As a result, the state will be neither too tense nor too relaxed. Instead, it is balanced, relaxing, energetic, and free of strain.
But what takes place during an Alexander lesson begins with increasing our awareness. An individual cannot learn or solve a problem unless they are mindfully “thinking in activity”. The key for the individual is to learn to “stop, think, and act”.
This is an integrated approach to music-making that fosters personal development as well as skill acquisition. It offers us a lifetime of enjoyment and satisfaction.
Sing-Play develops the ear, so no music notation is taught in the beginning.
We learn how to hear more accurately and be able to replicate what we hear, either vocally, or on our instrument.
We learn to trust that if it doesn’t sound right we are correct, as well as how to self-correct.
Sing-Play helps us to feel how music moves in many different ways, depending on the genre. We learn to play the rhythm of the words in songs and how moving as we play helps our music-making.
Sing-Play helps us to connect to the music inside us and bring it out. As we already hear the music it becomes very easy to master the specific technical aspects that each instrument has, so we are making-music that is fluent.
Sing-Play helps develop our memory for new songs and remembering songs from many years ago.
Sing-Play is an organic process, during which we often discover limiting ideas, or memories of what other people have said to us, and teaches us how to release them so that our music-making becomes freer and nurturing.
While the title “Special Needs” does not begin to cover all the many different sorts of labels that currently exist for people, it is a very useful umbrella. Having a music therapy degree as well as thirty years of teaching experience, I have developed many ways to help these people engage in music-making that is deeply rewarding for them.
A major requirement is to suspend all the usual criteria for musical excellence, ie sings on the pitch, remembers the words and rhythm accurately, practices regularly, and is continually getting better.
I believe that we all love music, but many of us have lost that love along the way, often in very sad ways. People who have “Special Needs” have a very strong and obvious love of music, and the challenge is to find ways in which they can learn to make music themselves.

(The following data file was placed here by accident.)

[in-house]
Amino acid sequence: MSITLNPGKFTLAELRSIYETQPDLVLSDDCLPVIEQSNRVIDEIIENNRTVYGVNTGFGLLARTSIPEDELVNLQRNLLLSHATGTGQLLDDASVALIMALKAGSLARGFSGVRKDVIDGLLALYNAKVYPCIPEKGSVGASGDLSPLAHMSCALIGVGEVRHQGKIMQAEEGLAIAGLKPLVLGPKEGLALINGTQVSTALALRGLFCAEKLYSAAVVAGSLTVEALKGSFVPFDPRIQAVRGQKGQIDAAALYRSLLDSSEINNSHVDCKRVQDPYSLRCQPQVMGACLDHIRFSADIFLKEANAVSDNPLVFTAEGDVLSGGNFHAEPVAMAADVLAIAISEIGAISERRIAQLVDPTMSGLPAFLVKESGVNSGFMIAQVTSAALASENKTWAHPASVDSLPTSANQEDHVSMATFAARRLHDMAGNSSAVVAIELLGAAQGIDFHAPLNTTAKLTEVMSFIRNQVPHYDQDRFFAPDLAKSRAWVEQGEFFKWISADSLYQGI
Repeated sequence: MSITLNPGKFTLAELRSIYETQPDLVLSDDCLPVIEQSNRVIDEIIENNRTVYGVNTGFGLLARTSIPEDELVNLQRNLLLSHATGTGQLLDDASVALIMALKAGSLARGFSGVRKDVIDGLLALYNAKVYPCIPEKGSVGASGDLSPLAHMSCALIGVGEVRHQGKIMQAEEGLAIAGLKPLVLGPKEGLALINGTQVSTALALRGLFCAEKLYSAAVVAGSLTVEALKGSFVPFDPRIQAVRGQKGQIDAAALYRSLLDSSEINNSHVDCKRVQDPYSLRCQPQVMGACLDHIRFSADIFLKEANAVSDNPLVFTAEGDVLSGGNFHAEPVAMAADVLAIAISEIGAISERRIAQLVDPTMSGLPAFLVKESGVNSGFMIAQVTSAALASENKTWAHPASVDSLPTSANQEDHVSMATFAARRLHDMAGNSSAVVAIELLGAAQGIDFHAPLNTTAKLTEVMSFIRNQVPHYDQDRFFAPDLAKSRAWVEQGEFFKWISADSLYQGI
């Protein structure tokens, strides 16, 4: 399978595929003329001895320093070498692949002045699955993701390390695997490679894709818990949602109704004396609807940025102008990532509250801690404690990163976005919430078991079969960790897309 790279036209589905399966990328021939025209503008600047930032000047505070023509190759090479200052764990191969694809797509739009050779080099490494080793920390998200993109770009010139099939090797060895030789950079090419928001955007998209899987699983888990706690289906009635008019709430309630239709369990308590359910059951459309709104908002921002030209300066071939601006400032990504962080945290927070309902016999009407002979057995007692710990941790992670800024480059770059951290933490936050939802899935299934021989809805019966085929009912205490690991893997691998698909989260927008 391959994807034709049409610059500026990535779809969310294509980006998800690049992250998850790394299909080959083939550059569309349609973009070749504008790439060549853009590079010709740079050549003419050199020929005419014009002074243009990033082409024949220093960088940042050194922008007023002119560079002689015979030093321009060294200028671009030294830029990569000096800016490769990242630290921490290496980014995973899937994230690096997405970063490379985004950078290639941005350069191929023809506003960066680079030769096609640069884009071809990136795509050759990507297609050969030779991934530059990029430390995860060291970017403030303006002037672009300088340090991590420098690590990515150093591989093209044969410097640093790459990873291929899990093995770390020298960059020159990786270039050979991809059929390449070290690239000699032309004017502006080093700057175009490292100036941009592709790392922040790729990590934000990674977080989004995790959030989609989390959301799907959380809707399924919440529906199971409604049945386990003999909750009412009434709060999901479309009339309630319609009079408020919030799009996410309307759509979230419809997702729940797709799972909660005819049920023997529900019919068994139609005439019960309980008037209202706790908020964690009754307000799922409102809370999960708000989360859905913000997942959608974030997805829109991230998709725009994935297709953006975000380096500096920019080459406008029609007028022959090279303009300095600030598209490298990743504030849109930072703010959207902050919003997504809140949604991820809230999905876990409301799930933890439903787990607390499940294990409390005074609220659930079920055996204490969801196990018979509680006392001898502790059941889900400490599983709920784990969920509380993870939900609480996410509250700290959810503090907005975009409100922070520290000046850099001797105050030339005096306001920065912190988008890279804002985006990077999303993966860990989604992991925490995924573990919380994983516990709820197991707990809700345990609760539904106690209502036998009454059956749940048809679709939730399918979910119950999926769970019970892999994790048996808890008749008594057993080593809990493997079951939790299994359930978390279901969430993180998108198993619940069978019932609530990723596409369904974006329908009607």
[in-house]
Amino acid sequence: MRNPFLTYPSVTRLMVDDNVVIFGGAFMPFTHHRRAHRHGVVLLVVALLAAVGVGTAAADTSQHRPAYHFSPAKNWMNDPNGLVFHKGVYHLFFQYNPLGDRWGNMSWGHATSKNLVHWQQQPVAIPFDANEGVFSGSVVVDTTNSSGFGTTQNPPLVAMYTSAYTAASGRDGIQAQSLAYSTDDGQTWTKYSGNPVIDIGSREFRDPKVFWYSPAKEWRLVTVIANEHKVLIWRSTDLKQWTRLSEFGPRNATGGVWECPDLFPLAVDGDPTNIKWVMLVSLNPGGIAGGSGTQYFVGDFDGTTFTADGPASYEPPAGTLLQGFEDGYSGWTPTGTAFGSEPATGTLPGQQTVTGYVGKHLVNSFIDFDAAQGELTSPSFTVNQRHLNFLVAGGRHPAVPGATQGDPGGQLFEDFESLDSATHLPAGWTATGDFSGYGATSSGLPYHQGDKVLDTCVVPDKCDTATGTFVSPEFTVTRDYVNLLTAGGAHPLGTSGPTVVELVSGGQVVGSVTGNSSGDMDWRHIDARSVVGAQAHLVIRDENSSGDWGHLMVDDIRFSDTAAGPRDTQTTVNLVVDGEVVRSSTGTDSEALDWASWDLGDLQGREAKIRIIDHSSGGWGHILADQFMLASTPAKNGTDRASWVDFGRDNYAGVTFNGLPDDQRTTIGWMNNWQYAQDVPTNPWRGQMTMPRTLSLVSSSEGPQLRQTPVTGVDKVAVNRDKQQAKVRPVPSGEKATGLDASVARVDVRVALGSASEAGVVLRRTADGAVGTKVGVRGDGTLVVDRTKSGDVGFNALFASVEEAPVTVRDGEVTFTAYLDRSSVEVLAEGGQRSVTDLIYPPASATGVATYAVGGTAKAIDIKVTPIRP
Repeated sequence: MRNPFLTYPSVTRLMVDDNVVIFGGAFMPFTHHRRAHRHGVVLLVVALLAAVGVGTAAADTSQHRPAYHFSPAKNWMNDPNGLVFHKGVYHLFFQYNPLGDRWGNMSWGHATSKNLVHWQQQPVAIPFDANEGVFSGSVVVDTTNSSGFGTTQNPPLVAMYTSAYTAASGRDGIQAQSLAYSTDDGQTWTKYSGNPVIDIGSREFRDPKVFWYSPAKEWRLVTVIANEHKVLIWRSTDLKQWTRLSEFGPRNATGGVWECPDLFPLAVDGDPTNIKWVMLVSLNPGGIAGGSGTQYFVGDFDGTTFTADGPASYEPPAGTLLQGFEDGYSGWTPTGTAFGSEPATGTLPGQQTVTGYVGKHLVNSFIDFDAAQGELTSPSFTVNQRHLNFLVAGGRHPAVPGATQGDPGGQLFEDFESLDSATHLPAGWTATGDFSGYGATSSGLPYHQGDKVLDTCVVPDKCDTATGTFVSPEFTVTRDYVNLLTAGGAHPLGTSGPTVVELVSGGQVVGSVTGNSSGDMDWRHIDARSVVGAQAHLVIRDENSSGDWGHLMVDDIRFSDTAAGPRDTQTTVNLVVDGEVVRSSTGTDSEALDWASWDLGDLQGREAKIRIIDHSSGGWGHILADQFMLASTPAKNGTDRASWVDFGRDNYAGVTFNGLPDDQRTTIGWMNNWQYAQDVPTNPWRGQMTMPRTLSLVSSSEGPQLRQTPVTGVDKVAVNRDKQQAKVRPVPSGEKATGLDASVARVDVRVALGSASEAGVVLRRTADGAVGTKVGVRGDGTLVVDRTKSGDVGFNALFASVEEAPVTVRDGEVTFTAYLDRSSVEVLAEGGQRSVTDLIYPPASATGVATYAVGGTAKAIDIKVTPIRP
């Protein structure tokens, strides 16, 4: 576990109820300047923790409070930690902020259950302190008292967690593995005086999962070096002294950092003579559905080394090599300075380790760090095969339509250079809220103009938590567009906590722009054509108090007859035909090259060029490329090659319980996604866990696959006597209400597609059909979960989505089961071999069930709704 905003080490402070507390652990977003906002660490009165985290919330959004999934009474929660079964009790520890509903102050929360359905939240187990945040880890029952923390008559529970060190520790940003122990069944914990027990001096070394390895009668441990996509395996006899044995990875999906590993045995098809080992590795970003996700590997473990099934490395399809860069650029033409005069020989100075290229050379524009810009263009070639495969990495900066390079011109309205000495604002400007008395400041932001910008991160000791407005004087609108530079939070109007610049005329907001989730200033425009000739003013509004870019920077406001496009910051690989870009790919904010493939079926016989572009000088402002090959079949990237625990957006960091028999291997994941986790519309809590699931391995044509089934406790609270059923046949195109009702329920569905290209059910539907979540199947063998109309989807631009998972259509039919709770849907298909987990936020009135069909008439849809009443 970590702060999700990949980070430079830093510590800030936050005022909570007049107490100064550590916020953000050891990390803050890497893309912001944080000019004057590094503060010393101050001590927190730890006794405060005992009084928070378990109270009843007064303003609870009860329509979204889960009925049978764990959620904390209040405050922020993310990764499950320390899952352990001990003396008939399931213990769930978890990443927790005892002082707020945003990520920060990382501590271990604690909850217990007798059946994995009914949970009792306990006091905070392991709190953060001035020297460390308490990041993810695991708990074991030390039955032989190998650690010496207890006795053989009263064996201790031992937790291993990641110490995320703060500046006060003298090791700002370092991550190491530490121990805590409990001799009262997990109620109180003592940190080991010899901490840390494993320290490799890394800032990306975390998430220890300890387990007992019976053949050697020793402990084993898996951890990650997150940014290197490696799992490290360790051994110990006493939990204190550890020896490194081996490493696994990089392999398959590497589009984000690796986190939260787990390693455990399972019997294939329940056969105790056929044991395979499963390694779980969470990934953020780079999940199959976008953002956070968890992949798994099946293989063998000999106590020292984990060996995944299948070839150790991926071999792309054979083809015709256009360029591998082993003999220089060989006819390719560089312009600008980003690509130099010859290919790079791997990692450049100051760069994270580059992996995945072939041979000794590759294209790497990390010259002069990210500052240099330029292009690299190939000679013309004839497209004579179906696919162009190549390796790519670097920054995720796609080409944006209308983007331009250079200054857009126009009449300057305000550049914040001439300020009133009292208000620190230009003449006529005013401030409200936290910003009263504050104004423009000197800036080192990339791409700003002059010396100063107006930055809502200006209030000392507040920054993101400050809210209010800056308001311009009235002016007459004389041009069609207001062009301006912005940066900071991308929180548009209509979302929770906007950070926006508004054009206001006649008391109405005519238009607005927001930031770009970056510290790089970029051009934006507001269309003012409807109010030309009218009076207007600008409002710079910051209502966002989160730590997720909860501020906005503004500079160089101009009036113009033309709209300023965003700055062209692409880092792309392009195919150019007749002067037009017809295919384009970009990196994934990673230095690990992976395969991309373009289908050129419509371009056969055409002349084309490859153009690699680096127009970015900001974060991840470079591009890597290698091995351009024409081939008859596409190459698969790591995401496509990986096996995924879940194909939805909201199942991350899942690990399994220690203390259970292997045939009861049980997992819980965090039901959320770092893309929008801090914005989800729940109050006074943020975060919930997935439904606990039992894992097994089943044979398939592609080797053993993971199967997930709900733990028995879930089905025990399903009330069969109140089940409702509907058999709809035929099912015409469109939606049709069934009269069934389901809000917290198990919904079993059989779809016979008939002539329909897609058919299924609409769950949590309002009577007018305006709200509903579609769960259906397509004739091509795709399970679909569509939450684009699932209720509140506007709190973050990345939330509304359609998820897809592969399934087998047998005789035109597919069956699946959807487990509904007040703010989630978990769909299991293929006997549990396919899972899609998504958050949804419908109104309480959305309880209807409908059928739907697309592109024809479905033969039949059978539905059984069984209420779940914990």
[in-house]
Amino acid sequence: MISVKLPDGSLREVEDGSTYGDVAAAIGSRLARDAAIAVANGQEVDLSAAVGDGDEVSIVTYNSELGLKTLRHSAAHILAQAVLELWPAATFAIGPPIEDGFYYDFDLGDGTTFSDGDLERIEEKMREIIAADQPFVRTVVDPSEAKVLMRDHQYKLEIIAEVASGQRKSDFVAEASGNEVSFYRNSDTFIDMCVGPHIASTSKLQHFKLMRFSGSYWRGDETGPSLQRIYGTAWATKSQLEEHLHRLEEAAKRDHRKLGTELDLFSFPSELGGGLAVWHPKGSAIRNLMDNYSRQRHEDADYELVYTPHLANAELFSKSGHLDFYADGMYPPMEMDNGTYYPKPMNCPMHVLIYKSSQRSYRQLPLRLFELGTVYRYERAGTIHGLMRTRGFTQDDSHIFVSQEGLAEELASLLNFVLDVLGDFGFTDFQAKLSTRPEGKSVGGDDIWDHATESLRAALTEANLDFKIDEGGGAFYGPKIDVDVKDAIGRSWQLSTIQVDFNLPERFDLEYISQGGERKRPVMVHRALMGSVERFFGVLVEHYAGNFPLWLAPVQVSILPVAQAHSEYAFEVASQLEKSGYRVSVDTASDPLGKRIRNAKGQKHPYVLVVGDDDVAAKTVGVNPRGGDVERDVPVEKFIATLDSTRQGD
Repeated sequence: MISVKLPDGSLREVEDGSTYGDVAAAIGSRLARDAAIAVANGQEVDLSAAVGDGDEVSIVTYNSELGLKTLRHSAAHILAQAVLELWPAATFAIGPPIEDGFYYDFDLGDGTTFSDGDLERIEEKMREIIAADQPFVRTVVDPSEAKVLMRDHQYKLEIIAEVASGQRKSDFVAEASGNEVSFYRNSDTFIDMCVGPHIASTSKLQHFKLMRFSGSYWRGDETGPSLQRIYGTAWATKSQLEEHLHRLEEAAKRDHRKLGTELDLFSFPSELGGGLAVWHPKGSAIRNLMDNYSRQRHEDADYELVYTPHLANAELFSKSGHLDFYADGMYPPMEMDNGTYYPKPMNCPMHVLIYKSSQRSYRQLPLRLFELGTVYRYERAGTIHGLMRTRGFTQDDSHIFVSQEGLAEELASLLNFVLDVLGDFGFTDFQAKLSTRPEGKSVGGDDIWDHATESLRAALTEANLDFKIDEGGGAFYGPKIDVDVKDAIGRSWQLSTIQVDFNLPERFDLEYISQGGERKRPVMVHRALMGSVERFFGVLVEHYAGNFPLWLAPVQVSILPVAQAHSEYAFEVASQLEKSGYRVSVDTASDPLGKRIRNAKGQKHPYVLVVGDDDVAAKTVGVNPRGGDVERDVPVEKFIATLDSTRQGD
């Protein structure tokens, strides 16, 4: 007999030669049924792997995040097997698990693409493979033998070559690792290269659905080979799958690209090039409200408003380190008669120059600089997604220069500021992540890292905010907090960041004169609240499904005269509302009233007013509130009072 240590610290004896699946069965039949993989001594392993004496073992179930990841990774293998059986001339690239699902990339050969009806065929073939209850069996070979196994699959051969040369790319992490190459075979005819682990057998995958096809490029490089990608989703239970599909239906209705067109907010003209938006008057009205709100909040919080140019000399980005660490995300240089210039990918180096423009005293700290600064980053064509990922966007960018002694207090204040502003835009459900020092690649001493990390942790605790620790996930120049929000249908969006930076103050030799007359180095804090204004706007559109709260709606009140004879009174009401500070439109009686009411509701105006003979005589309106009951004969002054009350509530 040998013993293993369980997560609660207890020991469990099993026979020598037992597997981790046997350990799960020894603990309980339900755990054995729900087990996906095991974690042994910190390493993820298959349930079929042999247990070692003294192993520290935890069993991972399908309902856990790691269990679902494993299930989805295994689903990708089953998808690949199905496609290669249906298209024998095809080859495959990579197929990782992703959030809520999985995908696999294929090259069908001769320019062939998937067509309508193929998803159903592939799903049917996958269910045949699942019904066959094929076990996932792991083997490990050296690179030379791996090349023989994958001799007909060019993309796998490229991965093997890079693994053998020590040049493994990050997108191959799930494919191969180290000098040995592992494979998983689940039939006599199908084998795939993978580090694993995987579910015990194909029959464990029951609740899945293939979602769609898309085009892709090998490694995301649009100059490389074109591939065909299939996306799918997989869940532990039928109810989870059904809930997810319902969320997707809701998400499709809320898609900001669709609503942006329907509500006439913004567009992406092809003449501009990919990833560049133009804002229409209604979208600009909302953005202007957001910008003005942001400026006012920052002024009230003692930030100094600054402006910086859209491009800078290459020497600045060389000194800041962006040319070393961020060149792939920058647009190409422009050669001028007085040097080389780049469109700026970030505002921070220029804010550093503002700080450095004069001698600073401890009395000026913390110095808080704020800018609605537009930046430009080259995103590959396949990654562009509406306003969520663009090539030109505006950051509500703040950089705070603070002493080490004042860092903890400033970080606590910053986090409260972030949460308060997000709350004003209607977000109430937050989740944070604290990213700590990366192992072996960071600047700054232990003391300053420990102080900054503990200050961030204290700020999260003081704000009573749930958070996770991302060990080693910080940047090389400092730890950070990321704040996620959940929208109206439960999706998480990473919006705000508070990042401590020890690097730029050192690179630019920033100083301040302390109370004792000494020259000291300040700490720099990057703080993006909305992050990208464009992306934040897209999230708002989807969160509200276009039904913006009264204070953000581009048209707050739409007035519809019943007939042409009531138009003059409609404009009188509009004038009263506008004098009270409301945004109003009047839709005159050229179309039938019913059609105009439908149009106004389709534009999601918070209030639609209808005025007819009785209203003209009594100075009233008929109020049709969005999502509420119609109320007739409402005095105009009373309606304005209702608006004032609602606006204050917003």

While listening to music may be fun, it is the act of making music that is the most therapeutic and therefore meaningful. It becomes something that they can do, instead of the opposite. So Christmas day 2020 was profoundly highlighted for me by two of my long time students with Special Needs wanting their music lessons because Friday is one of the two days a week that they do music.
The basis of music learning is singing, moving, and playing the drums, so every music lesson I teach includes all three activities in different proportions. As the student progresses in all of these areas, other types of musical possibilities may open up ie playing the piano.
For students with Special Needs who are able to read, I have developed special song sheets that not only have the words of the song, but also the letter names of the pitches involved in the song over the correct words. This allows the student to learn how to co-ordinate the pitch with the words.
“… music empowers them in a way that nothing else can, because music has no boundaries, has no race, no creed, nothing.” Andrew Lloyd Webber, The Detroit News, Oct 19th, 2017
Music touches us in profound ways, and while many of us enjoy listening to music, it is the activity of making music that has the most powerful effect on our wellbeing. The Sing-Play approach makes learning how to do this an easy and rewarding experience. We have so much music inside of us just waiting to come out.
Most adults currently living with Parkinson’s and Alzheimer’s will have grown up in a significantly more active musical environment. Many more people were engaged in music making, in their local communities, through participation in local orchestras, chorus, church choirs, as well as playing in dance bands. Despite having Parkinson’s or Alzheimer’s, they will possess a huge reservoir of music that they have heard which makes it very easy to develop.